It provides six laboratories to allow DSRL to comply with its statutory and environmental monitoring requirements and will remain in use for up to 25 years until the site decommissioning process has been completed. It will then be deconstructed – the building modules are inherently easy to disassemble, recycle and re-use elsewhere, making the approach highly sustainable.

Its facilities include the laboratories, offices, drench showers and boot barrier in the active area, with ancillary accommodation for offices and locker rooms in the clean area.

The Dounreay scheme has been designed in full compliance with stringent nuclear industry requirements and regulations for ionising radiation and to withstand the rigours of a highly exposed marine environment.



New Waste Store at Sellafield

Author: Admin - Categories: sellafield, waste management
An official opening event marked an important step for waste storage at Sellafield

An official opening event marked an important step for waste storage at Sellafield

Sellafield Ltd has marked the completion of a new state of the art storage facility that will keep nuclear waste safe and secure for many years to come.

The Encapsulated Product Store 3 (EPS3) is the latest addition to the suite of facilities designed to store Intermediate Level Waste (ILW) in purpose built above ground storage buildings on the Sellafield site.

Speaking at a ceremony to mark the completion of the facility, Sellafield Ltd’s Ewan Smith said: “Over the course of this project the efforts of many people, from many different disciplines and companies have been required. At the peak well over 200 people were working on the project and it is to their credit that we have delivered the project safely and to a high standard of quality.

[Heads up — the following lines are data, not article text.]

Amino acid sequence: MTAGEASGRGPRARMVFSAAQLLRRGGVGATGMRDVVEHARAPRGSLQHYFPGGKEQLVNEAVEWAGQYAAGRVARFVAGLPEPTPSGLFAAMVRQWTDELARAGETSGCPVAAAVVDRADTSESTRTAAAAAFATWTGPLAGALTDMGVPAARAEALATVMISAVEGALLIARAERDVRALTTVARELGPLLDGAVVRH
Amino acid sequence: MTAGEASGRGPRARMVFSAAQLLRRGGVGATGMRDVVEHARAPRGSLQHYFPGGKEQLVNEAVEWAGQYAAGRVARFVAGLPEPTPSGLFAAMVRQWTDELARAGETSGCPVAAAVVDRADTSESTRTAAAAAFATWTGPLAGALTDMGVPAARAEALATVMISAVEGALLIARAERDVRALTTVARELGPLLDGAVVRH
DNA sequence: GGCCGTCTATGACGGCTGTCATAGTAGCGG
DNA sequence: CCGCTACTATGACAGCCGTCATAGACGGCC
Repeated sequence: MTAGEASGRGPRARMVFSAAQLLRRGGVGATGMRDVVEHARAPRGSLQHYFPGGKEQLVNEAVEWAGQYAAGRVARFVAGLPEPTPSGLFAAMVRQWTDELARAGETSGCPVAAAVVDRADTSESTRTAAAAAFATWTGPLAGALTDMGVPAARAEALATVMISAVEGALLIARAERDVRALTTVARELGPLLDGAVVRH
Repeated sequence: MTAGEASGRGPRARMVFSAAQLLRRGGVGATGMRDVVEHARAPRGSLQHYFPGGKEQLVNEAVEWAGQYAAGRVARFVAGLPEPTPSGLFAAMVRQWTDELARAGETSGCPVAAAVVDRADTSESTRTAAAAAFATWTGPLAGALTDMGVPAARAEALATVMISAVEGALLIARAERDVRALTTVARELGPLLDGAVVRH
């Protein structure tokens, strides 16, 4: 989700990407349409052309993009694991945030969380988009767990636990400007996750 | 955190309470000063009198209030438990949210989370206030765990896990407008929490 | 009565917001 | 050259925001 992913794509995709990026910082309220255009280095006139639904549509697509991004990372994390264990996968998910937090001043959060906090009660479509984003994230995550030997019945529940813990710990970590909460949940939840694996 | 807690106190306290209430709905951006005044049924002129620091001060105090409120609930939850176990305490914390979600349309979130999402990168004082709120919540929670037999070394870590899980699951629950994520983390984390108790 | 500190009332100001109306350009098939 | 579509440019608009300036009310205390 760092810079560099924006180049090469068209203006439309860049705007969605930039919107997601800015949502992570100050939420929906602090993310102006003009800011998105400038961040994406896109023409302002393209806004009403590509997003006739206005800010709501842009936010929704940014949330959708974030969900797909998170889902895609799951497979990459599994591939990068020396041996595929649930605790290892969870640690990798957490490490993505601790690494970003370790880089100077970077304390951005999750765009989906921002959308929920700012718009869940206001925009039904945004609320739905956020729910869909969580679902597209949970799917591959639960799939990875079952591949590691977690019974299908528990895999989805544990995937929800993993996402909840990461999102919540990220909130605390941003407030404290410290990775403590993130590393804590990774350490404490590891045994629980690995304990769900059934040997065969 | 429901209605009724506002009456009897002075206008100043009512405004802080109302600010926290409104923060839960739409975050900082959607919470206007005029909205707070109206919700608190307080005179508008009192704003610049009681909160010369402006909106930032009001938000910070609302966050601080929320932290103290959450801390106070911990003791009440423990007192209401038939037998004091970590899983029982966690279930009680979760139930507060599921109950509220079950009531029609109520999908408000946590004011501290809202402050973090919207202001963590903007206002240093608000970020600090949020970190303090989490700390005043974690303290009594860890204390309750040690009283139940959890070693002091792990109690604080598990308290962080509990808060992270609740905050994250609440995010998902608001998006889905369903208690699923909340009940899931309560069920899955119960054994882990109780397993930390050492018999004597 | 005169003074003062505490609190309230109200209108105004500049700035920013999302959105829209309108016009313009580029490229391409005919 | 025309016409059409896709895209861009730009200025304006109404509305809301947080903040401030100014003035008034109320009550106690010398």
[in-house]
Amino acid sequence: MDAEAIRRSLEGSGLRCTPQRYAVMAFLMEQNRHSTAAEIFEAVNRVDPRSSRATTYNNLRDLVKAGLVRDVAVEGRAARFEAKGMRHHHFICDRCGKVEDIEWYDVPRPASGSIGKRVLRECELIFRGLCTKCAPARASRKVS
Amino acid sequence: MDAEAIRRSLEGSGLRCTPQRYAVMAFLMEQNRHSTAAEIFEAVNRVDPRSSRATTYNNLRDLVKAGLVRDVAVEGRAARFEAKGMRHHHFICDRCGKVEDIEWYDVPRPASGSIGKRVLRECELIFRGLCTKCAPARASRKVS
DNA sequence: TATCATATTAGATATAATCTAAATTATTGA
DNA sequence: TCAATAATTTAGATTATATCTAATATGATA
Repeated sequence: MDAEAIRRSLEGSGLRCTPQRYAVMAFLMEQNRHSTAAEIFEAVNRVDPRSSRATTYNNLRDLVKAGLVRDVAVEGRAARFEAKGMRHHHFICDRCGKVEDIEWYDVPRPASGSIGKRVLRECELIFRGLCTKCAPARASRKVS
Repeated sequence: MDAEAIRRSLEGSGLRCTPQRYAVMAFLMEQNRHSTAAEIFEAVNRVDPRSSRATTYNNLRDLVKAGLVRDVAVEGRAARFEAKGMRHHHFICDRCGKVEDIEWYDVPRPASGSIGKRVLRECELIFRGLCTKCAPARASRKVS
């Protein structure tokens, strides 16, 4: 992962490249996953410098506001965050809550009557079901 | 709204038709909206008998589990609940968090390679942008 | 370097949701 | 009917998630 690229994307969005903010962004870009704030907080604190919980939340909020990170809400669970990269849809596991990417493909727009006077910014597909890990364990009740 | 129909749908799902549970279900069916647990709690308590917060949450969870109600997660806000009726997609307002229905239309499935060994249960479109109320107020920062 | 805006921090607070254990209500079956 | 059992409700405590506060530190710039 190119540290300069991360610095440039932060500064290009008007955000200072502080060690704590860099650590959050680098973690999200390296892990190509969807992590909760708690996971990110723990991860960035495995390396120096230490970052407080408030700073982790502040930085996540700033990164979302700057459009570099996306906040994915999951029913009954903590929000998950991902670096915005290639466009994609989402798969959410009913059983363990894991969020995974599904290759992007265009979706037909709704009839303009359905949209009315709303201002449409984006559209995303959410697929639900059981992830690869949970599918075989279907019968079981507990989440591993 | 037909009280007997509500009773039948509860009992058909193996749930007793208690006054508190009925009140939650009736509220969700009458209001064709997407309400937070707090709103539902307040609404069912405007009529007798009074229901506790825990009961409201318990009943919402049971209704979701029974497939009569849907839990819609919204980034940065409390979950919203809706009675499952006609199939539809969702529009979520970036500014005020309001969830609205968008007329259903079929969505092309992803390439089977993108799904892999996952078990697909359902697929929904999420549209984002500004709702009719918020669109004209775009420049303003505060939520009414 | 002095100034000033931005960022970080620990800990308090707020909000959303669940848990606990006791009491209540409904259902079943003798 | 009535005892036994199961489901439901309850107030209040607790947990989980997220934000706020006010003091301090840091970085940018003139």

“We have achieved an exemplary safety record – with over 8 years of construction work, that’s more than 2 million hours, without a reportable injury. This hasn’t just benefited the project, but the community too, as the construction team has donated over £30,000 to 80 West Cumbrian charities as a result of this excellent safety record.

“It is now with great pleasure that we hand over the facility to the operations team who will ensure that it does what it is required to do”.

The modern store contains over 32,000 cubic metres of concrete and 7,300 tonnes of reinforcing steel and represents the very latest generation in nuclear waste storage, design and construction. It is capable of storing over 29,000 waste drums.

Steve Bostock, Director Spent Fuel Management said: “EPS3 will receive ILW arising from the sites continuing reprocessing and high hazard removal operations, as part of decommissioning a number of priority facilities. The team is now excited about operating this new facility to enable continued safe and secure storage of ILW on the Sellafield site”.